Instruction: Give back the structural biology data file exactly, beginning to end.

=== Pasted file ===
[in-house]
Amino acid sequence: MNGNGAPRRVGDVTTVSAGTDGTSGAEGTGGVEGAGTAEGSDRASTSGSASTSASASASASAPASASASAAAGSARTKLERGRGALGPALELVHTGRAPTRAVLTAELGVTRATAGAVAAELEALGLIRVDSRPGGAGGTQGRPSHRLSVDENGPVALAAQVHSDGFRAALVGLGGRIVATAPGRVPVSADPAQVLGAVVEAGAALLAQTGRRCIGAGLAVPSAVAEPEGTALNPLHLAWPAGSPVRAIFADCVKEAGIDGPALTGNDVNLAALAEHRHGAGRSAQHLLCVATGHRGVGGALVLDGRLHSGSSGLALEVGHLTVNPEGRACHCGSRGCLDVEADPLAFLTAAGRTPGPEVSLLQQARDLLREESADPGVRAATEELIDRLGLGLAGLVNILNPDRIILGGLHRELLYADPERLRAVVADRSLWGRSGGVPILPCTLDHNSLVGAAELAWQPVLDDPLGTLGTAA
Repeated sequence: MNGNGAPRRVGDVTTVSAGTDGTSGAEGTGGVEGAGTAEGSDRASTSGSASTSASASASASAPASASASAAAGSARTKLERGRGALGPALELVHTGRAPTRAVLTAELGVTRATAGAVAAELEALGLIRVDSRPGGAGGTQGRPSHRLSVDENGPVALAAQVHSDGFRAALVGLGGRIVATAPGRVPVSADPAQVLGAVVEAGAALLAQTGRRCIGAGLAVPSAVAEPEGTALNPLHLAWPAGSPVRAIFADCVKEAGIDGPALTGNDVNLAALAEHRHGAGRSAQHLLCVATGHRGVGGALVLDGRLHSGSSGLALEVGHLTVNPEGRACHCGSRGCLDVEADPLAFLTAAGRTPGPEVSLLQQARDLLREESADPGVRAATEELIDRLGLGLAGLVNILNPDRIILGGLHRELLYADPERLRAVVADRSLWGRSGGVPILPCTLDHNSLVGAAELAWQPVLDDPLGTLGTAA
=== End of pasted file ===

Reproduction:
[in-house]
Amino acid sequence: MNGNGAPRRVGDVTTVSAGTDGTSGAEGTGGVEGAGTAEGSDRASTSGSASTSASASASASAPASASASAAAGSARTKLERGRGALGPALELVHTGRAPTRAVLTAELGVTRATAGAVAAELEALGLIRVDSRPGGAGGTQGRPSHRLSVDENGPVALAAQVHSDGFRAALVGLGGRIVATAPGRVPVSADPAQVLGAVVEAGAALLAQTGRRCIGAGLAVPSAVAEPEGTALNPLHLAWPAGSPVRAIFADCVKEAGIDGPALTGNDVNLAALAEHRHGAGRSAQHLLCVATGHRGVGGALVLDGRLHSGSSGLALEVGHLTVNPEGRACHCGSRGCLDVEADPLAFLTAAGRTPGPEVSLLQQARDLLREESADPGVRAATEELIDRLGLGLAGLVNILNPDRIILGGLHRELLYADPERLRAVVADRSLWGRSGGVPILPCTLDHNSLVGAAELAWQPVLDDPLGTLGTAA
Repeated sequence: MNGNGAPRRVGDVTTVSAGTDGTSGAEGTGGVEGAGTAEGSDRASTSGSASTSASASASASAPASASASAAAGSARTKLERGRGALGPALELVHTGRAPTRAVLTAELGVTRATAGAVAAELEALGLIRVDSRPGGAGGTQGRPSHRLSVDENGPVALAAQVHSDGFRAALVGLGGRIVATAPGRVPVSADPAQVLGAVVEAGAALLAQTGRRCIGAGLAVPSAVAEPEGTALNPLHLAWPAGSPVRAIFADCVKEAGIDGPALTGNDVNLAALAEHRHGAGRSAQHLLCVATGHRGVGGALVLDGRLHSGSSGLALEVGHLTVNPEGRACHCGSRGCLDVEADPLAFLTAAGRTPGPEVSLLQQARDLLREESADPGVRAATEELIDRLGLGLAGLVNILNPDRIILGGLHRELLYADPERLRAVVADRSLWGRSGGVPILPCTLDHNSLVGAAELAWQPVLDDPLGTLGTAA